Relationship Between Colony Size of Solenopsis richteri (Hymenoptera: Formicidae) and Infection with Thelohania solenopsae (Microsporida: Thelohaniidae) in Argentina
We studied the association between the size and composition of field colonies of the black imported fire ant, Solenopsis richteri Forel, and the presence of the microsporidian disease Thclohania solenopsae Knell, Allen, & Hazard in Buenos Aires Province, Argentina. We compared volumes of infected colonies with those of healthy colonies within an area where infected colonies were common and with those of healthy colonies from an area free of the infection. We also compared presence of polygyny, numbers of queens, presence and abundance of sexuals, broods, and myrmecophiles. Mound volume of infected colonies was substantially smaller than that of healthy colonies from the same area and from the disease-free area (4.9 versus 14.7 and 18.7 liters, respectively). Polygyny, number of queens per colony, presence of worker broods, and presence of winged females and males did not differ significantly in infected and healthy colonies. Sexual broods were less frequent in infected than in healthy colonies (17 versus 37%, respectively). Presence of myrmecophiles was as frequent in infected as in healthy colonies, but tile bug Blissus parasigaster (Bergroth) was more numerous in infected colonies. T. solenopsae may be a good candidate for the biological control of imported fire ants in the United States.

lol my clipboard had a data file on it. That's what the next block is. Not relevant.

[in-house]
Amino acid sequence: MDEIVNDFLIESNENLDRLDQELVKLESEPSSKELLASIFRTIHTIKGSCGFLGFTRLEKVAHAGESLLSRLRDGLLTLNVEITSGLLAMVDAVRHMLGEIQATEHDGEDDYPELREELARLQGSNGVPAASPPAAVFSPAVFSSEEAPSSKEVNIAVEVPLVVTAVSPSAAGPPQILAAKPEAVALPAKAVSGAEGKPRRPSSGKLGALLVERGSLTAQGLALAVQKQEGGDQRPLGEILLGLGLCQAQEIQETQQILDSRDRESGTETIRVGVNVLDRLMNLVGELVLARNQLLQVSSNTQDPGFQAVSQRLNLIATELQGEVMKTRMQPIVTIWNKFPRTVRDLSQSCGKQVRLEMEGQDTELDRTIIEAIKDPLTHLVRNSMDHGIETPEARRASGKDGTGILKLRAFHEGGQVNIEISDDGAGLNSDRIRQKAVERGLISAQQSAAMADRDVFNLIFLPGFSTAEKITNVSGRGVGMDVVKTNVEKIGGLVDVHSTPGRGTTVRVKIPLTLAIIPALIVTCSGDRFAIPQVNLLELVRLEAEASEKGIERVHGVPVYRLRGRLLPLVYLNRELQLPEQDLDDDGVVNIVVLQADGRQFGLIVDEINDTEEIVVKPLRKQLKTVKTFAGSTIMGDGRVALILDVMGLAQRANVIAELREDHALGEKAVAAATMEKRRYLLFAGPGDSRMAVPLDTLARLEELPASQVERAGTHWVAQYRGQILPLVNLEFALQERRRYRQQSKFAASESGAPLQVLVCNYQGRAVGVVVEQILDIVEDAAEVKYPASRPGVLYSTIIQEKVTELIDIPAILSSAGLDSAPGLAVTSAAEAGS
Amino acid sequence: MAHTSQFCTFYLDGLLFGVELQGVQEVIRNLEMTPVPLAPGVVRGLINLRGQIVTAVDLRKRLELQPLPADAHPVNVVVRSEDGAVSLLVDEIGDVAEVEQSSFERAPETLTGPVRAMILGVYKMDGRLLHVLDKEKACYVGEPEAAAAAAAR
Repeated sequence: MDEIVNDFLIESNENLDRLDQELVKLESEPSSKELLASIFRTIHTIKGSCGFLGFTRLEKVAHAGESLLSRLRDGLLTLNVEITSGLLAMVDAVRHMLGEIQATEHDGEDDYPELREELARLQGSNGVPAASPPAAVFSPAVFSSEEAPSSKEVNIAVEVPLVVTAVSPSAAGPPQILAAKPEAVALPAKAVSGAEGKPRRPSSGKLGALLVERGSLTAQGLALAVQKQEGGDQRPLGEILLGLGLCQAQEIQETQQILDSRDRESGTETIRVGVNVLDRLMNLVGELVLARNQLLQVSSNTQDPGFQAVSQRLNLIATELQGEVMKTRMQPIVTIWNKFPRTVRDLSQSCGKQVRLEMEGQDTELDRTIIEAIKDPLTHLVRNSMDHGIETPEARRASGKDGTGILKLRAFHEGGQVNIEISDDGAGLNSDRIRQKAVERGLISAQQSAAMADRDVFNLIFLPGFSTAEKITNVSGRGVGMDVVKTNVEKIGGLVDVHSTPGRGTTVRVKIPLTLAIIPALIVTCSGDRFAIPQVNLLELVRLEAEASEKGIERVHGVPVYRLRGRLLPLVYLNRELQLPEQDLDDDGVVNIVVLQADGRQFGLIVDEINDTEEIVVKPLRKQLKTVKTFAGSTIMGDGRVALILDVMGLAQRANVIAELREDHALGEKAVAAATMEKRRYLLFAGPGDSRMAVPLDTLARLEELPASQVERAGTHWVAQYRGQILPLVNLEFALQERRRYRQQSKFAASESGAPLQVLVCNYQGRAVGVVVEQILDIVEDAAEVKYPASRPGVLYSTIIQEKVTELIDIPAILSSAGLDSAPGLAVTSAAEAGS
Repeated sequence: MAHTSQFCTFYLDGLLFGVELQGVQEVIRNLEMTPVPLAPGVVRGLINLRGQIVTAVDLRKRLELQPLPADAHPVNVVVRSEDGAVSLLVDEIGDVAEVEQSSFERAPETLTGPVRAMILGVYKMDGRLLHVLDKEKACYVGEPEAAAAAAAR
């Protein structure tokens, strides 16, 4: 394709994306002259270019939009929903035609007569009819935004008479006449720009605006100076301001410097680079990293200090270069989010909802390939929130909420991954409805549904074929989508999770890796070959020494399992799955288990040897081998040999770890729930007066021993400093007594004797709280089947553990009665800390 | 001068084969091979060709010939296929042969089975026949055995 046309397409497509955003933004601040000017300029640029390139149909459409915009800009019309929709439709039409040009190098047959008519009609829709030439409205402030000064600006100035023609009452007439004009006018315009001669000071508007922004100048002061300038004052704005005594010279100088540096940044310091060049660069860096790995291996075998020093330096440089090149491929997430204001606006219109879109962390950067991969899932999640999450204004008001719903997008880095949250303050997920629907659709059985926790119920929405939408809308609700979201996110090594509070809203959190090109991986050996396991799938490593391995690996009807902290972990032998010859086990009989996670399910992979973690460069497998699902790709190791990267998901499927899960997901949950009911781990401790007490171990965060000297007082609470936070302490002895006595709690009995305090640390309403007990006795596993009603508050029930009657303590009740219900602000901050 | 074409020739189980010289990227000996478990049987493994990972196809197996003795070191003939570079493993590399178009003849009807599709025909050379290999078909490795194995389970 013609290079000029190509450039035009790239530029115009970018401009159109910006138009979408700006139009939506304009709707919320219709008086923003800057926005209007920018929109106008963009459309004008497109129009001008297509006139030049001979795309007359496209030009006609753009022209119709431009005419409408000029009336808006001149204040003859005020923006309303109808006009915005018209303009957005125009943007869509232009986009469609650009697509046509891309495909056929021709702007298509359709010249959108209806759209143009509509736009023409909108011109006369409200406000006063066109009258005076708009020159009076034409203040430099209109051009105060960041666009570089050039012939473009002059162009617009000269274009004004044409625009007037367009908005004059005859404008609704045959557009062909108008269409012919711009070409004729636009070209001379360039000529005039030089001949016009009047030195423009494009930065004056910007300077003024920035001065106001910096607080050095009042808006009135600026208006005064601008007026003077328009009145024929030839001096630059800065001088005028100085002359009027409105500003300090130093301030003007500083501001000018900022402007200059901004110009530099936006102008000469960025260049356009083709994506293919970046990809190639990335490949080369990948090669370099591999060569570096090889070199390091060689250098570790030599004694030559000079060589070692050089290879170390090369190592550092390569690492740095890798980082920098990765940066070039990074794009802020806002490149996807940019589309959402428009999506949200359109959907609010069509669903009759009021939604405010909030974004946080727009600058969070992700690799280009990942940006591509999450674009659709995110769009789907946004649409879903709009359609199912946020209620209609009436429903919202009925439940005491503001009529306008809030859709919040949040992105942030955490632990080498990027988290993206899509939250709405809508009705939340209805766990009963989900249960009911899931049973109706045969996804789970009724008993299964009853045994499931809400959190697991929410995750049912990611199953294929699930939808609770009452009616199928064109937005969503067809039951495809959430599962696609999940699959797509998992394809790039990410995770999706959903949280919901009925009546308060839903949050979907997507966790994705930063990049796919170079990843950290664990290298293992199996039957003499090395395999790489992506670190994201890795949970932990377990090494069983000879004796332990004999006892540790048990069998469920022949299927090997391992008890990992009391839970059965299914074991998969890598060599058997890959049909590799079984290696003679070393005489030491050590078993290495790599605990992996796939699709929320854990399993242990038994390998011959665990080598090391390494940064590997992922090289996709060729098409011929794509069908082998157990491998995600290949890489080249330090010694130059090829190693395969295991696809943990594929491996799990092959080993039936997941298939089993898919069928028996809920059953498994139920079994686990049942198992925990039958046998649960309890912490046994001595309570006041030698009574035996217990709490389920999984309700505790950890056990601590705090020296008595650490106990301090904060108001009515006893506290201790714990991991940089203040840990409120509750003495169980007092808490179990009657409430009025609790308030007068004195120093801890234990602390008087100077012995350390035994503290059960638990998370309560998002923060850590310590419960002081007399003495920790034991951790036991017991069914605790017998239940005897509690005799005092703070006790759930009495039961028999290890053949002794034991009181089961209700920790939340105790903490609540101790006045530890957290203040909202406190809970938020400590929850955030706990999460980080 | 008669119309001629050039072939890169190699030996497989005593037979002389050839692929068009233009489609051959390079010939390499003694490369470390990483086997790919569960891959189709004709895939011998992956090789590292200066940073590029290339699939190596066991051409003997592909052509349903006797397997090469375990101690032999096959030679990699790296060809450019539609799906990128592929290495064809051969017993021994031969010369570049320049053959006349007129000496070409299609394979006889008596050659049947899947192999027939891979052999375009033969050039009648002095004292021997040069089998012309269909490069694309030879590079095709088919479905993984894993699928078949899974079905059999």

Document Type: Research Article
Publication date: October 1, 1995
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Journal of Economic Entomology is published bimonthly in February, April, June, August, October, and December. The journal publishes articles on the economic significance of insects and is divided into the following sections: apiculture & social insects; arthropods in relation to plant disease; forum; insecticide resistance and resistance management; ecotoxicology; biological and microbial control; ecology and behavior; sampling and biostatistics; household and structural insects; medical entomology; molecular entomology; veterinary entomology; forest entomology; horticultural entomology; field and forage crops, and small grains; stored-product; commodity treatment and quarantine entomology; and plant resistance. In addition to research papers, Journal of Economic Entomology publishes Letters to the Editor, interpretive articles in a Forum section, Short Communications, Rapid Communications, and Book Reviews.
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